Indeed the best again from Google like Search, GMail, GTalk it’s going to be Google Chrome now. Take a look at some of the unique features that are only available in Google Chrome without need of any add-ons and you’re seriously going to miss them in other popular browsers like Internet Explorer, Firefox, Apple Safari or Opera.
Why another browser?
Because now people are watching and uploading videos, creating and not only consuming content, chatting with each other and are using lot of applications. Today, it’s not all that important for a browser to render a lot of HTML quickly; browsers are now platforms in which you run applications: two, three, perhaps even a dozen at a time. Therefore, a good browser is one that can handle dynamic content without stuttering and crashing, Google Chrome is the answer.
Google Chrome actually uses WebKit for rendering Web pages, the same rendering engine as Safari, which is known to be very fast. Put that in a simple, well optimized, stripped down shell and you get the fastest Web browser around. It loads fast, it displays pages fast, and we’re talking noticeable differences here, which really makes it a joy to use. Don’t just take my word for it, check out some early benchmarks
Intelligent Start Page or Tab
Google Chrome offers shortcuts for users whenever a new tab is opened. These shortcuts include your most frequently visited sites, site searches you often use, recent bookmarks, and even recently closed tabs (in case you want to reopen a tab). It may not seem completely accurate at first, but in time it could turn out to be a killer start page.
Visual Browser History
This is a feature Google Chrome borrowed from Google Desktop / Google Web History. Type Ctrl+H to open your browser history and search for a term.
In addition to matching pages, Google Chrome will also show you a small thumbnail image of that web pages in the history results.
Reopen Website tabs that you closed by mistake
This is one feature that I admire the most in Google Chrome. It takes time for a site to open and you hit the little cross on the tab and it’s gone, worst you don’t even remember the URL. Argghh.. With Google Chrome that’s no worry
To re-open a closed tab in Google ChromeG, simply hit Ctrl+T and you’ll see an option that says “Recently closed tabs” – click the one you closed by accident.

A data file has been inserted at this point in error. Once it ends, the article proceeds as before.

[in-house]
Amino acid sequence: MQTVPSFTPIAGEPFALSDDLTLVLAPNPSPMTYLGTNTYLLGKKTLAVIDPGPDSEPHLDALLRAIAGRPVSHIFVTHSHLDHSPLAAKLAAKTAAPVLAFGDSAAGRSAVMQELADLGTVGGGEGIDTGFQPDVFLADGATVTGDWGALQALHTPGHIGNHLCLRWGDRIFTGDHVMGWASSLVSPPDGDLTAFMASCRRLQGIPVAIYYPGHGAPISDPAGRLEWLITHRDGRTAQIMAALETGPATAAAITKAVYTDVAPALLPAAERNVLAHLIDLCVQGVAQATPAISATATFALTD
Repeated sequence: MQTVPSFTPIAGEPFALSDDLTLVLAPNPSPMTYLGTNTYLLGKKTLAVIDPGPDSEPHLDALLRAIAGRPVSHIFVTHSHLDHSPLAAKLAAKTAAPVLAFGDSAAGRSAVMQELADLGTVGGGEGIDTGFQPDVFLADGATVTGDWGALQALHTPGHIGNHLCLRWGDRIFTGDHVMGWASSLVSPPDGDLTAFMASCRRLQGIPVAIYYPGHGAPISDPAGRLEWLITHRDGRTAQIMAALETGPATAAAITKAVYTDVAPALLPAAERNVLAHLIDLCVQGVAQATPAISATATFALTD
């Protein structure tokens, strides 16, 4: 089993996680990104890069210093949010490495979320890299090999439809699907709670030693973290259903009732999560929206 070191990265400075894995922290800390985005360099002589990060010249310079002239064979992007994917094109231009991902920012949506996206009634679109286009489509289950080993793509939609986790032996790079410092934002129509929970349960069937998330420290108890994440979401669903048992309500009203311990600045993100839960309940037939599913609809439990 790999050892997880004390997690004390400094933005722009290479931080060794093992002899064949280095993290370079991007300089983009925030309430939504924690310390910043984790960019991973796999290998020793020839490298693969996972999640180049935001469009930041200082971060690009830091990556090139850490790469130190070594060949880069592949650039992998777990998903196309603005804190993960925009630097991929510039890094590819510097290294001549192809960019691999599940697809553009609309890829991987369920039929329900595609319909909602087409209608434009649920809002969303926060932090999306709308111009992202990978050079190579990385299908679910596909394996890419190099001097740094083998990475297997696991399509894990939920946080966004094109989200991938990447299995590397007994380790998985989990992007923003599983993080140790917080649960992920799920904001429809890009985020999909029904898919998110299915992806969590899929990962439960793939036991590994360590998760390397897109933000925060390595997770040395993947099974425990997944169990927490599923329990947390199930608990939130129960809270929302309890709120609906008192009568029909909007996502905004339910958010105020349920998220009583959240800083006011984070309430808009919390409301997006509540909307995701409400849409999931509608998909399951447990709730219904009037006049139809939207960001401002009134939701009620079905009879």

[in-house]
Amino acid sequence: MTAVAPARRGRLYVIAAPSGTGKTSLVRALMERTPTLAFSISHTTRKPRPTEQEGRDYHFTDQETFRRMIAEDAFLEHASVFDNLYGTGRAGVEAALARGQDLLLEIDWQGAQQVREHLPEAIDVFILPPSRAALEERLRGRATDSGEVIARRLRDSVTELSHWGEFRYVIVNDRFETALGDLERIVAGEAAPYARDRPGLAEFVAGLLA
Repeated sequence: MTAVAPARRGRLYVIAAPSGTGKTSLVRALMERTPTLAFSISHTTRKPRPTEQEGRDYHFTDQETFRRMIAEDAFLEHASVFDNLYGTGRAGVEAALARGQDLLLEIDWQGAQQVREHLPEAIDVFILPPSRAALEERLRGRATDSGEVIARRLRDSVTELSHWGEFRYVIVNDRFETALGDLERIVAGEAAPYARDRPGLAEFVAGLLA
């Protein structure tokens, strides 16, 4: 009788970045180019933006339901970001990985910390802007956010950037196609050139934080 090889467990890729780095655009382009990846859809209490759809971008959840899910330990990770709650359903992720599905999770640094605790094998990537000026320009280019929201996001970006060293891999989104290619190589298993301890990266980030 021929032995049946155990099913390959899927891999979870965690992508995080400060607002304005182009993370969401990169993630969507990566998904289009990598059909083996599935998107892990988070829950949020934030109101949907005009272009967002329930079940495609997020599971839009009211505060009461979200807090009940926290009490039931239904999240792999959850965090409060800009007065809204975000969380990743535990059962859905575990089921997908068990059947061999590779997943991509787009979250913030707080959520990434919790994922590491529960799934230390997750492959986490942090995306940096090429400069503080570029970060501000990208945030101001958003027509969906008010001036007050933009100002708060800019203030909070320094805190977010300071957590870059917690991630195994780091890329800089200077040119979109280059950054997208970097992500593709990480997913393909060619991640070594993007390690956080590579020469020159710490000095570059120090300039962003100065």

Has its own task manager
Google Chrome treats tabbed windows as separate processes. Nice, we’ve already seen that in IE8, right? But Chrome also has a nifty way to see what’s going on: a task manager. Similar to the task manager in Windows, it lets you see which processes are active (inside Chrome), and how much memory, CPU, and network resources they use. Beautiful. You can access it by right clicking Chrome’s title bar.
Click the control icon in the upper right corner of the Google Chrome browser and you’ll get the option to open a new tab, a new window, or a new incognito window. Incognito window will fire up without appearing in browser or search history, and it won’t leave cookies or any other traces of your activity, except files you’ve downloaded or bookmarks.
Search Your Favorite Websites from the address Bar
Google Chrome automatically watches search boxes you use. Next time you want to search that site, rather than opening the page and finding the search box, you can use the omni-bar to search that site quickly and easily. For example, after one search at Amazon, I could make a second search from Chrome simply by heading to the omni-bar, pressing “a” and then Tab to auto complete the Amazon search. Doing that enables the Amazon search from the location bar (which you can see from the light blue box), so all you have to do is enter your Amazon search terms and hit Enter.
When you first install it, Chrome will offer to import bookmarks, passwords, and other settings from Firefox. I’m assuming that if my default browser were Internet Explorer that Chrome would import from IE. So go ahead and download and install it.
You’ll notice when navigating to different URLs is that Google Chrome highlights the root domain in every URL, presumably—among other things—as a sort of anti-phishing feature.